Stonea Camp is an Iron Age multivallate hill fort located at Stonea near March in the Cambridgeshire Fens. Situated on a gravel bank just 2 metres (6 ft 7 in) above sea-level, it is the lowest hill fort in Britain. Around 500 BC, when fortification is thought to have begun at this site, this "hill" would have provided a significant area of habitable land amidst the flooded marshes of the fens. The site exhibits at least two phases of development over several hundred years of settlement, with a D-shaped set of earth banks surrounded by a larger, more formal set of banks and ditches.
The fort is a possible site of the battle of 47 AD mentioned by Tacitus, between the Iceni tribe and a Roman auxiliary force under governor Ostorius Scapula. Human remains have been found around the site including sword-marked adult bones and the cleaved skull of a child, indicating that the inhabitants were trapped and attacked within the settlement.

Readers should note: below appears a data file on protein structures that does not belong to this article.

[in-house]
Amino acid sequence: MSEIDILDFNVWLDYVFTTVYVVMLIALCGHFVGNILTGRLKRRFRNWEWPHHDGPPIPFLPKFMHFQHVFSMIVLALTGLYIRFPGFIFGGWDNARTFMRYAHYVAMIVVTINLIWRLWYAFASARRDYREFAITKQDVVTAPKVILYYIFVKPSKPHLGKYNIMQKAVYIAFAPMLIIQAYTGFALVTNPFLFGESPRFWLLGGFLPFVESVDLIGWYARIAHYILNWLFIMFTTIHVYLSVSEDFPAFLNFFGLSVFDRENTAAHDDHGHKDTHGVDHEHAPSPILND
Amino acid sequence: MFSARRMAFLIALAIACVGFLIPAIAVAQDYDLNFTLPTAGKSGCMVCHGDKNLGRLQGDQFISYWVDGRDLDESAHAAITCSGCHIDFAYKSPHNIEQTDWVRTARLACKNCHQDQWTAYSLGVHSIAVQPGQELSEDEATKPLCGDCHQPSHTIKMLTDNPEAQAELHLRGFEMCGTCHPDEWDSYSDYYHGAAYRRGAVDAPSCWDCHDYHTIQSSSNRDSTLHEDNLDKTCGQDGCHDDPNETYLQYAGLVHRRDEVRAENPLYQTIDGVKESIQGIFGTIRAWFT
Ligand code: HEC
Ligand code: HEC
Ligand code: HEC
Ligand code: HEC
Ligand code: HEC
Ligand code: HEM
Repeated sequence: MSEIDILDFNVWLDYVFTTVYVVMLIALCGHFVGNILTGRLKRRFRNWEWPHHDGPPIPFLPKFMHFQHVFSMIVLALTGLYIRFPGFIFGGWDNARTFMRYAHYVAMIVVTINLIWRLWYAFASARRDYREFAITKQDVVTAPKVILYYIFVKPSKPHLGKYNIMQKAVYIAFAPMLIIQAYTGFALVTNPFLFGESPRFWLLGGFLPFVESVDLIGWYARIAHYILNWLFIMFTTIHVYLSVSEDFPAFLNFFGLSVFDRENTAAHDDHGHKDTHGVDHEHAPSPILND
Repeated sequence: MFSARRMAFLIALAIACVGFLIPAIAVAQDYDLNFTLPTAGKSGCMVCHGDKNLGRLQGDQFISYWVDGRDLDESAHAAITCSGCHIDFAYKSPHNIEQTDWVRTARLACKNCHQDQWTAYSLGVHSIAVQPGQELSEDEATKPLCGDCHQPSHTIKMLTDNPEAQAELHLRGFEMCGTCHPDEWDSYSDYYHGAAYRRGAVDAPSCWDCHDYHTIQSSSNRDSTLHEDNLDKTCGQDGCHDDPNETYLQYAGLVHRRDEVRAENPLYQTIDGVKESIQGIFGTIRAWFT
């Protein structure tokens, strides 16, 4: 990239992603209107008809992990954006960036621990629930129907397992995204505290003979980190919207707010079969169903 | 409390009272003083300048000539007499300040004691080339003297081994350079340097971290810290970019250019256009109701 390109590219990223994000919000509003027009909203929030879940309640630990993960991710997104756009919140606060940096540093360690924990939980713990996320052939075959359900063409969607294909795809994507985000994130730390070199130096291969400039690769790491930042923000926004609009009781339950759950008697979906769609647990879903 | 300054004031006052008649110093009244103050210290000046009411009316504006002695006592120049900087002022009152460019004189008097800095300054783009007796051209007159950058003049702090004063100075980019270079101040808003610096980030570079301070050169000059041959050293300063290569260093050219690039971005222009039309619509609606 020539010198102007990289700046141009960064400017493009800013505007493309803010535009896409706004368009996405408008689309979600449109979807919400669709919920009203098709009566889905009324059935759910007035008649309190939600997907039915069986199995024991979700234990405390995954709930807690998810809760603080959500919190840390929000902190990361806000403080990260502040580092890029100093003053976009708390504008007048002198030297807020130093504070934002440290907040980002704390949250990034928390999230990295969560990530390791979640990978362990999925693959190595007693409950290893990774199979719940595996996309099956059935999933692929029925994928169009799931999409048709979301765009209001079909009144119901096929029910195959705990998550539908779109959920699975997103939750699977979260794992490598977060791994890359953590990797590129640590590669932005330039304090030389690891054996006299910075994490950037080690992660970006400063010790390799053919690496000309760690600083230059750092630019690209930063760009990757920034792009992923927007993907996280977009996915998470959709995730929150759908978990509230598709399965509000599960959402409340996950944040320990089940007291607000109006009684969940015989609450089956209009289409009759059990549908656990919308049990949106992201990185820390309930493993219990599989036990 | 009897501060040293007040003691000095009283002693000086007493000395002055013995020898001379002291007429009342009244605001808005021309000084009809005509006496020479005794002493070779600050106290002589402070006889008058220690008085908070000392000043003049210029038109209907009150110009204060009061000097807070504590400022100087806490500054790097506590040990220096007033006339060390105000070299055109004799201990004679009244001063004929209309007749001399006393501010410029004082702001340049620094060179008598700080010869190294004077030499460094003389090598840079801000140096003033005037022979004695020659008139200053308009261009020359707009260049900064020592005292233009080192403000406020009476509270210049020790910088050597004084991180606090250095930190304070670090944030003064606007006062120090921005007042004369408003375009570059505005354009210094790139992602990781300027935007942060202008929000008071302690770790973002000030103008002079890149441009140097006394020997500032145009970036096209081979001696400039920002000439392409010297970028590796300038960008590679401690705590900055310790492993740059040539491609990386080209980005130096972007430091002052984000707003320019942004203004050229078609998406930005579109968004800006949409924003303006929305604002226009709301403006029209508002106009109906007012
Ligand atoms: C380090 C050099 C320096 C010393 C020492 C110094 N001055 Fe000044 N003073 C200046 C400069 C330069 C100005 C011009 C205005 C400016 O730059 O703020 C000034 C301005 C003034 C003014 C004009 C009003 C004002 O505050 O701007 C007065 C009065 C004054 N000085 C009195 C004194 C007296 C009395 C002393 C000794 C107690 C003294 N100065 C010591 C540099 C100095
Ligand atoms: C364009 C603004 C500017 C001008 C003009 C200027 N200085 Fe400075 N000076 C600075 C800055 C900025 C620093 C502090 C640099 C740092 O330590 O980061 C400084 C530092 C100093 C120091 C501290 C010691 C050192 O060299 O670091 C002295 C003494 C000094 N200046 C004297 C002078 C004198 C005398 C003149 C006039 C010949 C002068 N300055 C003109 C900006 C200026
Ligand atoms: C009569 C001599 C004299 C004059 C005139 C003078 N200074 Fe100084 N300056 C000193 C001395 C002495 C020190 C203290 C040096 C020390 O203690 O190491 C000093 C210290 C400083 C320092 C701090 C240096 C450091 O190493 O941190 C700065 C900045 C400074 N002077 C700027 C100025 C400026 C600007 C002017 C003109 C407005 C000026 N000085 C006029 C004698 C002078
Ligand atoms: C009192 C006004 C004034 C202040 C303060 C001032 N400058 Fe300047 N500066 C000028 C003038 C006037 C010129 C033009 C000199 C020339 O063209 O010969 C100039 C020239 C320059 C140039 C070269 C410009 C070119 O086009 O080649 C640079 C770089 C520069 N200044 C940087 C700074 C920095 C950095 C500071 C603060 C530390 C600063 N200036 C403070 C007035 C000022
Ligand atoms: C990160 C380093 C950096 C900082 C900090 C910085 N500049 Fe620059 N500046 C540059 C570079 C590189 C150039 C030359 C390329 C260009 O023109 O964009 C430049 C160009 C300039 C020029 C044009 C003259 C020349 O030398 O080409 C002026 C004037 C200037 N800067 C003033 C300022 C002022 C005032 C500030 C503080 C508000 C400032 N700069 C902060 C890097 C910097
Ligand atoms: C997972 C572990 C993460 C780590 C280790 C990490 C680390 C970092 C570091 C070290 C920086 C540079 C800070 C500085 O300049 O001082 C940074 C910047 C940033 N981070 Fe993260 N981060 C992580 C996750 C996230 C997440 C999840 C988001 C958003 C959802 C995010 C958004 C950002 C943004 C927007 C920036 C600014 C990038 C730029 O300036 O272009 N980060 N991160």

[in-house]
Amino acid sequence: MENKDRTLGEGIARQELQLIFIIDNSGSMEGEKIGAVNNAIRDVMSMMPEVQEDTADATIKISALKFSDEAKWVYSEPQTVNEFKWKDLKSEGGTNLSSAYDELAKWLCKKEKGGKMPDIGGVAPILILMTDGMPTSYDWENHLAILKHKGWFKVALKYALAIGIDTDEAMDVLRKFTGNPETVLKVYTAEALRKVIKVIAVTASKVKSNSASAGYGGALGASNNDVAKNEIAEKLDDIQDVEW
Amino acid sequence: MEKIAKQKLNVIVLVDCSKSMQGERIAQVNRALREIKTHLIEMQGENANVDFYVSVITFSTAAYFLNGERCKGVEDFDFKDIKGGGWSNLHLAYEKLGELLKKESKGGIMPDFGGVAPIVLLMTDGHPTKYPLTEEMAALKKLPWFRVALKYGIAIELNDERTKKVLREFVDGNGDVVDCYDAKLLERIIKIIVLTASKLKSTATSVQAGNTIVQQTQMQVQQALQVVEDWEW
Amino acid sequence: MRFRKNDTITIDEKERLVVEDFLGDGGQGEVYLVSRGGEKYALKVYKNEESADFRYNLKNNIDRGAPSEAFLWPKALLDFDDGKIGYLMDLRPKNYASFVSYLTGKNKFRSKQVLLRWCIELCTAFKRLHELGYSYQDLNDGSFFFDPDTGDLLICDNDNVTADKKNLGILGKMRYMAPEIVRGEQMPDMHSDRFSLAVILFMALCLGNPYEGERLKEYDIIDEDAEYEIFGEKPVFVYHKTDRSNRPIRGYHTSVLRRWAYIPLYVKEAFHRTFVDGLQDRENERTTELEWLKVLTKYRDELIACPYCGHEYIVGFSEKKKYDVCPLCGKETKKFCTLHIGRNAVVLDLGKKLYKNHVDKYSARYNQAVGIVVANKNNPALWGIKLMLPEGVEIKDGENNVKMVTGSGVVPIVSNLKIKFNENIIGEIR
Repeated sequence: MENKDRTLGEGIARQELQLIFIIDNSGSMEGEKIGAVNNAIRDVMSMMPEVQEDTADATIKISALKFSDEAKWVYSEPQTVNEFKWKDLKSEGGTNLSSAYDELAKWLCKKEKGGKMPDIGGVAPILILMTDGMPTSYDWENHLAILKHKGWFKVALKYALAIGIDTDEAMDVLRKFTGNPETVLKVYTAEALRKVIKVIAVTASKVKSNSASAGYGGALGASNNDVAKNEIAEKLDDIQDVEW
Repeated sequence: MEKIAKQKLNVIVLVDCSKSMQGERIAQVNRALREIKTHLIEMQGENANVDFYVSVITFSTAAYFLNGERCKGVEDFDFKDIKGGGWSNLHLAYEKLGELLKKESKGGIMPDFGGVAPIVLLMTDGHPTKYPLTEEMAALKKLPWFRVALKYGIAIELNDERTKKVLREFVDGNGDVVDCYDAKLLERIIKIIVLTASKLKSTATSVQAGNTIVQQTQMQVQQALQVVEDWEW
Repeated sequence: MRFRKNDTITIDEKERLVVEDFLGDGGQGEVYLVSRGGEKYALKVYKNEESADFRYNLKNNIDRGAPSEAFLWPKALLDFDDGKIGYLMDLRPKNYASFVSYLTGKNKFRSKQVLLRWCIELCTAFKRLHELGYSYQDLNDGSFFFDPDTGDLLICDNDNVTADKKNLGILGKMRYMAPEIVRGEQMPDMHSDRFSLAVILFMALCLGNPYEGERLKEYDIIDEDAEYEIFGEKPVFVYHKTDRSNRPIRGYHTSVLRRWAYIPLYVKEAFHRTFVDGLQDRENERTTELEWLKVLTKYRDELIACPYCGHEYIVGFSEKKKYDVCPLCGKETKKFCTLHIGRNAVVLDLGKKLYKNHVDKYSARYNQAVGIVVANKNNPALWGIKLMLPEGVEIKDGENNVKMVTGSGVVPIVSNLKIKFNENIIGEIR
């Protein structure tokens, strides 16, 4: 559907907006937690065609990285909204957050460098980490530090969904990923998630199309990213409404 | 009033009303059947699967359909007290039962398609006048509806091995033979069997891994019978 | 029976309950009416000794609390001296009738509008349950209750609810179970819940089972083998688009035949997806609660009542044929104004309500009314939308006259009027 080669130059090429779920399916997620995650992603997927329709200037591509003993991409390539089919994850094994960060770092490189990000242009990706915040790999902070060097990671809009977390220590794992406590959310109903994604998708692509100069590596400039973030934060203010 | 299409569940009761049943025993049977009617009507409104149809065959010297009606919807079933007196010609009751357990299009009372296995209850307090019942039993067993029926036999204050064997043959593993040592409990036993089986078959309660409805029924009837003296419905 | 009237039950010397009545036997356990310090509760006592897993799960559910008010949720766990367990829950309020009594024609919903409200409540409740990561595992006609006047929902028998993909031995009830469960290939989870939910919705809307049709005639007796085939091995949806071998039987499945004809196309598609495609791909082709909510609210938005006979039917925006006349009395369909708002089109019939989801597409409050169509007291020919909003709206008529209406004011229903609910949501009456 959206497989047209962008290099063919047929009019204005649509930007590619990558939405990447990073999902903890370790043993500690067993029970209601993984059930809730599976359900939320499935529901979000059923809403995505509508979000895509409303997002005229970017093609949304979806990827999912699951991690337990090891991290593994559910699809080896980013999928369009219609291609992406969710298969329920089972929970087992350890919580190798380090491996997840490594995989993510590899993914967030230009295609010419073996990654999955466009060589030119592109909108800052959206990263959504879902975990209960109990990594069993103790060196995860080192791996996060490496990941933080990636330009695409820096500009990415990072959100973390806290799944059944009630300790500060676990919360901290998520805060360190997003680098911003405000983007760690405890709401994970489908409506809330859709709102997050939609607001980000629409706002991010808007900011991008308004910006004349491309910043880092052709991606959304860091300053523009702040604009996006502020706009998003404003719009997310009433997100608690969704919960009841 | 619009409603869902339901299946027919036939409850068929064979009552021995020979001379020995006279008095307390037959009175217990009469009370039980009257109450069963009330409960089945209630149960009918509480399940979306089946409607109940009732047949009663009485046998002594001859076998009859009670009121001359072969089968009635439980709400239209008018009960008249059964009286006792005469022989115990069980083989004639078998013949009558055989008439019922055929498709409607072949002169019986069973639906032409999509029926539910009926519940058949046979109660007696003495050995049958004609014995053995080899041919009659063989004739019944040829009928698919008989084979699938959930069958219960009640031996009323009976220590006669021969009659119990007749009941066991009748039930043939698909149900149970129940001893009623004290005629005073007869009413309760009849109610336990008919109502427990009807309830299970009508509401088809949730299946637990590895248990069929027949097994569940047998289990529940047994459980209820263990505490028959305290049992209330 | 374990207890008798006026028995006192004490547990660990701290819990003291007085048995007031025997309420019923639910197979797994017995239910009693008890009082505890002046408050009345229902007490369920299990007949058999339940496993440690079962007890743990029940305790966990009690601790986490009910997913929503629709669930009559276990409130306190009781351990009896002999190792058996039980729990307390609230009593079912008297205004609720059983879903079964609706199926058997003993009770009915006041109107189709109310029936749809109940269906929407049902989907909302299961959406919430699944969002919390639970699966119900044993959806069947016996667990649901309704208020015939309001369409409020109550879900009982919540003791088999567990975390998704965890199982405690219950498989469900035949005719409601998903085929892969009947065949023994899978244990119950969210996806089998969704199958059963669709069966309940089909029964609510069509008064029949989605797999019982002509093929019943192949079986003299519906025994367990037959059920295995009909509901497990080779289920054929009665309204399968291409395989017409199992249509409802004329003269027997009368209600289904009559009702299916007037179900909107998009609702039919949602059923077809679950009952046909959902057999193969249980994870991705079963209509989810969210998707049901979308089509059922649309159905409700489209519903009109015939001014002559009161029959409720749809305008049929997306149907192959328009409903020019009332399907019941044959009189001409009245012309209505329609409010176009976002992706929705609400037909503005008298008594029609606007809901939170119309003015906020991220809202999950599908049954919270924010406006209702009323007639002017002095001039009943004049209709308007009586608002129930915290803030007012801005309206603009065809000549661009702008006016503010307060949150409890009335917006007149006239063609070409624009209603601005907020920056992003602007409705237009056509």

The remains of a multi-storey Roman tower have also been excavated within sight to the north of the Stonea Camp fortifications. The building was possibly constructed to suppress further tribal rebellion or settlement at this site.
Excavation and restoration
Excavation work was carried out in 1980 by the British Museum, and restoration work followed in 1991 to recover the outer bank system and ditches which have been worn away by agriculture. The Cambridgeshire County Council Archaeology department has continued to carry out restoration work at the site. To prevent further damage by agriculture, the area is now designated as a pocket park and scheduled ancient monument.
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